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When the body of a woman is discovered in a local park - with her bewildered four-year-old son sitting beside her - veteran social worker Ellen Moore is called in to assist in the police investigation. Positioned beneath a statue of Leto, the goddess of motherhood, the crime is weighted with meaning and, Ellen discovers, remarkably similar to one from a decade past.
Ellen's professional duty is to protect the child, but she's not equipped to contend with a killer. As she races to connect the dots, she knows her time is running out. And the stakes are high: If she fails, another mother is sure to make the ultimate sacrifice.
Customer ReviewsMost Helpful
By Daryl on 07-09-14
Introducing a compelling new heroine!
Would you consider the audio edition of Little Lies to be better than the print version?
Mostly. Kate Rudd is a good narrator, although some of her diction is a little flat. I can't describe it, but it drives me nuts... but thankfully it's rare, and the rest of her performance is wonderful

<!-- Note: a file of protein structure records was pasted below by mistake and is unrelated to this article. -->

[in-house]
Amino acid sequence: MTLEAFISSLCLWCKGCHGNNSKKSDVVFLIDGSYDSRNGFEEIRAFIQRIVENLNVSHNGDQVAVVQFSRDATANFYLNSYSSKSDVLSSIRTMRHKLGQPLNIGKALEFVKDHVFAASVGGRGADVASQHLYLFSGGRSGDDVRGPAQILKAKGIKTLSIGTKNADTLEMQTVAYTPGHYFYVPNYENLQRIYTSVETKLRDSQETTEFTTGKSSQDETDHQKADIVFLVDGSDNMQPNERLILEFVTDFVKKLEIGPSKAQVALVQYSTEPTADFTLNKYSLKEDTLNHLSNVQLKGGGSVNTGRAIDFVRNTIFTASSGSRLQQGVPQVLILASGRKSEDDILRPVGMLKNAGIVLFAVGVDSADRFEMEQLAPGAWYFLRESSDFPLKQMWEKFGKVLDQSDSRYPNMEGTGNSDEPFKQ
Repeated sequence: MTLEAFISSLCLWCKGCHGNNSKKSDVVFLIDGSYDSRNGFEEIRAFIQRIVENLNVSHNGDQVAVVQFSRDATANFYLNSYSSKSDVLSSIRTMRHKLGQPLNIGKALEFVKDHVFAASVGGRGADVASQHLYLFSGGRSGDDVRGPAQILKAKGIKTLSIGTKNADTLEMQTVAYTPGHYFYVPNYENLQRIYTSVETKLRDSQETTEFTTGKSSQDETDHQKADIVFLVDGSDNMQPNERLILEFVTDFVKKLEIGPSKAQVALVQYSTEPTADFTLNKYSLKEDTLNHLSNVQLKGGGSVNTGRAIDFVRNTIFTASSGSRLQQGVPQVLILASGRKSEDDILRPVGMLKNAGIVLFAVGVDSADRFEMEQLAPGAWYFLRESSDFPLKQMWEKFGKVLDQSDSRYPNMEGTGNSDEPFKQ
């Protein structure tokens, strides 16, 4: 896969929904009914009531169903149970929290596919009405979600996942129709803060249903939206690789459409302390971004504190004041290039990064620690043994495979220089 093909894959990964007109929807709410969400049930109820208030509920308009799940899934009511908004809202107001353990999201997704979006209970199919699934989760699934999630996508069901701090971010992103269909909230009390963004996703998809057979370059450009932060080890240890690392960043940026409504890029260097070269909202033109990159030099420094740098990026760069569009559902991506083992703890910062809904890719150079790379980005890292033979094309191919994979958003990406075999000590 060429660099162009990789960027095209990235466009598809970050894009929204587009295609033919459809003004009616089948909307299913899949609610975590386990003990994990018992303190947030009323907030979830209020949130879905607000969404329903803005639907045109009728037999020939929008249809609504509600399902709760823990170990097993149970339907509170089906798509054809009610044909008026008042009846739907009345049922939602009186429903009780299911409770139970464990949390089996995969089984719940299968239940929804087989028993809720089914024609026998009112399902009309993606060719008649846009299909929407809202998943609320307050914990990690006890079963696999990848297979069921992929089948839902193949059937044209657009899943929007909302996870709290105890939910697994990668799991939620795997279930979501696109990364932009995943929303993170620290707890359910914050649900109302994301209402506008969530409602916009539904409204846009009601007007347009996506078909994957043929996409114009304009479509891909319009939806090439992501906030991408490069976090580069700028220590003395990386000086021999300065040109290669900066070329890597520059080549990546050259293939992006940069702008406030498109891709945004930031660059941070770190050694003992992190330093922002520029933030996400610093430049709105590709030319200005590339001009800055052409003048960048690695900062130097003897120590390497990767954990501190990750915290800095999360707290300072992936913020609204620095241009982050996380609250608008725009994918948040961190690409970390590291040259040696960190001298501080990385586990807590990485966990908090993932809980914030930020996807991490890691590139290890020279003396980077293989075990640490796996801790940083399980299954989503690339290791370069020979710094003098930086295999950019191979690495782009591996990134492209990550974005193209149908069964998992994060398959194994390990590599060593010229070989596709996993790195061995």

What was the most interesting aspect of this story? The least interesting?
I normally don't like novellas; I honestly think it could have been flushed out a bit better. But Ellen is a compelling character - a devoted mother, a bit obsessive, a social worker who is neither hardened to her work nor beaten down by it.
Which scene was your favorite?
I was surprised by the identity of the killer - I guess that's the mark of a good mystery.
Was this a book you wanted to listen to all in one sitting?
Well, clocking in at 2 hours - 15 minutes of which was a preview of "Little Mercies" - it's not hard to do. It was a good read.
Any additional comments?
I normally don't like novellas. For some reason they just seem short and lacking in some way. If this book stood on its own, it's OK, I guess, but it's a great introduction to Ellen, a main character in Gudenkauf's full-length "Little Mercies". Hopefully Little Mercies refers back to this book in some way...